Turkish gov’t detains 11 military officers over alleged links to Gülen movement

The Turkish government on Friday detained 11 military officers who were dismissed by government decree under a now-ended state of emergency as part of its massive post-coup witch hunt targeting alleged members of the Gülen movement.

According to a report by Turkey’s state-run Anadolu news agency, 11 officers were detained during simultaneous raids conducted in Eskişehir, Sivas, Bilecik and Afyonkarahisar provinces following the issuance of detention warrants by the Ankara Chief Public Prosecutor’s Office for 22 military officers. The officers were accused of communicating with alleged members of the Gülen movement with pre-paid phone cards.

Meanwhile, 20 Turkish flag officers previously imprisoned on accusations of plotting a coup have been appointed to key posts within the military, the Sözcü newspaper said on Thursday.

More than 300 military officers were convicted in 2012 in the Sledgehammer trial. Courts that act under the directive of Turkish President Recep Tayyip Erdoğan cleared the same officers in 2015 after the government and the movement had a falling out.

Maj. Gen. Levent Ergün, who was previously sentenced to 13 years in prison in the Sledgehammer trial, has been appointed as the head of the General Staff’s operations division, while two other Sledgehammer suspects became vice chiefs of staff of Turkey’s Aegean army and navy.

Thousands of officers alleged linked to the Gülen movement have been jailed since a controversial coup attempt on July 15, 2016.

On Friday, Turkish gendarmerie forces detained five people in Edirne province over alleged links to the Gülen movement as they were reportedly trying to escape persecution in Turkey to Greece. Gendarmerie forces also detained four human smugglers. It was reported that the detainees are teachers who were dismissed from their jobs by government decrees under the state of emergency.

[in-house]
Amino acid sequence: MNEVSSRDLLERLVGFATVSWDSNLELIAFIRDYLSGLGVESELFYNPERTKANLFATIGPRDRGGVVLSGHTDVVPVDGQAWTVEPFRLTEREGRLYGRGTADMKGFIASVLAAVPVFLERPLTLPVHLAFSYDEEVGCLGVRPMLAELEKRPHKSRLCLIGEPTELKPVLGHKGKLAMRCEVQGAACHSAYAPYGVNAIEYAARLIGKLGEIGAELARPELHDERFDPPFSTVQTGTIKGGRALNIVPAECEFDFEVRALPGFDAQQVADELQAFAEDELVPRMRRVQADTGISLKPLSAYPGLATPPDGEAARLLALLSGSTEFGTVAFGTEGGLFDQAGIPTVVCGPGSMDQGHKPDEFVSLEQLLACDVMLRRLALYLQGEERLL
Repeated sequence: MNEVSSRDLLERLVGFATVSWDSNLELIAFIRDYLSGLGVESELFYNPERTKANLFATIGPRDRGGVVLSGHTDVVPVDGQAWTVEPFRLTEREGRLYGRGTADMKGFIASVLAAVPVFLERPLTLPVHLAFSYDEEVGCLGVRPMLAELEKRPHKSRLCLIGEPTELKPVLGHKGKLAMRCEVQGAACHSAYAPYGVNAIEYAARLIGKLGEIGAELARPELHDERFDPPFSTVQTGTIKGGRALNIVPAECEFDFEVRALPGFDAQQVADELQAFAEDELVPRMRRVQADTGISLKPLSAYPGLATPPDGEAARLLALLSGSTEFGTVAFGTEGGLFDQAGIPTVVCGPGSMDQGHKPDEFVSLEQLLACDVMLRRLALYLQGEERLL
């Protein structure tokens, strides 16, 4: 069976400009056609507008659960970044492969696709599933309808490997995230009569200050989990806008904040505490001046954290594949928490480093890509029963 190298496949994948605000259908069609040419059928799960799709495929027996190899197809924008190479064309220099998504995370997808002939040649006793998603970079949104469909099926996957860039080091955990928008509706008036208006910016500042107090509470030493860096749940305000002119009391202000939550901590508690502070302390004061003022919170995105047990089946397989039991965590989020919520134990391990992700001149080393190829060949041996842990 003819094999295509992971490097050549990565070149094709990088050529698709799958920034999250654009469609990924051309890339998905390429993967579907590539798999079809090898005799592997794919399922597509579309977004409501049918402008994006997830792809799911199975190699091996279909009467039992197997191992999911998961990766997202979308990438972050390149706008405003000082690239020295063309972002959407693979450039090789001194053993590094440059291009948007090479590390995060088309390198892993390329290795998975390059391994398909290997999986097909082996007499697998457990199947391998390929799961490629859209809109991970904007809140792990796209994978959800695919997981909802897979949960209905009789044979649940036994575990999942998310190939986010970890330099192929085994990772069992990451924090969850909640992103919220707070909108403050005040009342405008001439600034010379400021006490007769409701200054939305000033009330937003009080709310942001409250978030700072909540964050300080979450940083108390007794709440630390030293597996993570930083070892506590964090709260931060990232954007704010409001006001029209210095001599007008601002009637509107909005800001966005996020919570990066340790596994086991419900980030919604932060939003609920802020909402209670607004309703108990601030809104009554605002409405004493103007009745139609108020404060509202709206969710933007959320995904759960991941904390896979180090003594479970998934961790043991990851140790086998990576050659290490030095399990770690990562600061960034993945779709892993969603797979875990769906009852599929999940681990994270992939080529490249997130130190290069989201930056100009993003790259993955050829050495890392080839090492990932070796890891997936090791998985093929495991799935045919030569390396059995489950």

In Balıkesir province, a number books by Fethullah Gülen were seized along with magazines, CDs and a newspaper as evidence of alleged “terror organisation” affiliation.

According to local media, an Edremit man, identified as A.L.K., was detained on charges of membership in the Gülen movement. Police searched his home and seized copies of some books written by Gülen, several copies the now-closed publications such as the Sızıntı magazine and Zaman newspaper. Among the seized materials were also CDs featuring Gülen’s faith-based speeches.

Hundreds of thousands of people in Turkey have been the subject of legal proceedings in the last two years on charges of membership in the Gülen movement since the coup attempt in July 2016, a Turkish Justice Ministry official told a symposium on July 19, 2018.

“Legal proceedings have been carried out against 445,000 members of this organisation,” Turkey’s pro-government Islamist news agency İLKHA quoted Turkish Justice Ministry Deputy Undersecretary Ömer Faruk Aydıner as saying.

Turkey survived a controversial military coup attempt on July 15, 2016 that killed 249 people. Immediately after the putsch, the Justice and Development Party (AKP) government along with President Recep Tayyip Erdoğan pinned the blame on the Gülen movement.

Fethullah Gülen, who inspired the movement, strongly denied having any role in the failed coup and called for an international investigation into it, but President Erdoğan — calling the coup attempt “a gift from God” — and the government initiated a widespread purge aimed at cleansing sympathizers of the movement from within state institutions, dehumanizing its popular figures and putting them in custody.

Turkey has suspended or dismissed more than 150,000 judges, teachers, police and civil servants since July 15. On December 13, 2017 the Justice Ministry announced that 169,013 people have been the subject of legal proceedings on coup charges since the failed coup.

Turkish Interior Minister Süleyman Soylu announced on April 18, 2018 that the Turkish government had jailed 77,081 people between July 15, 2016 and April 11, 2018 over alleged links to the Gülen movement.

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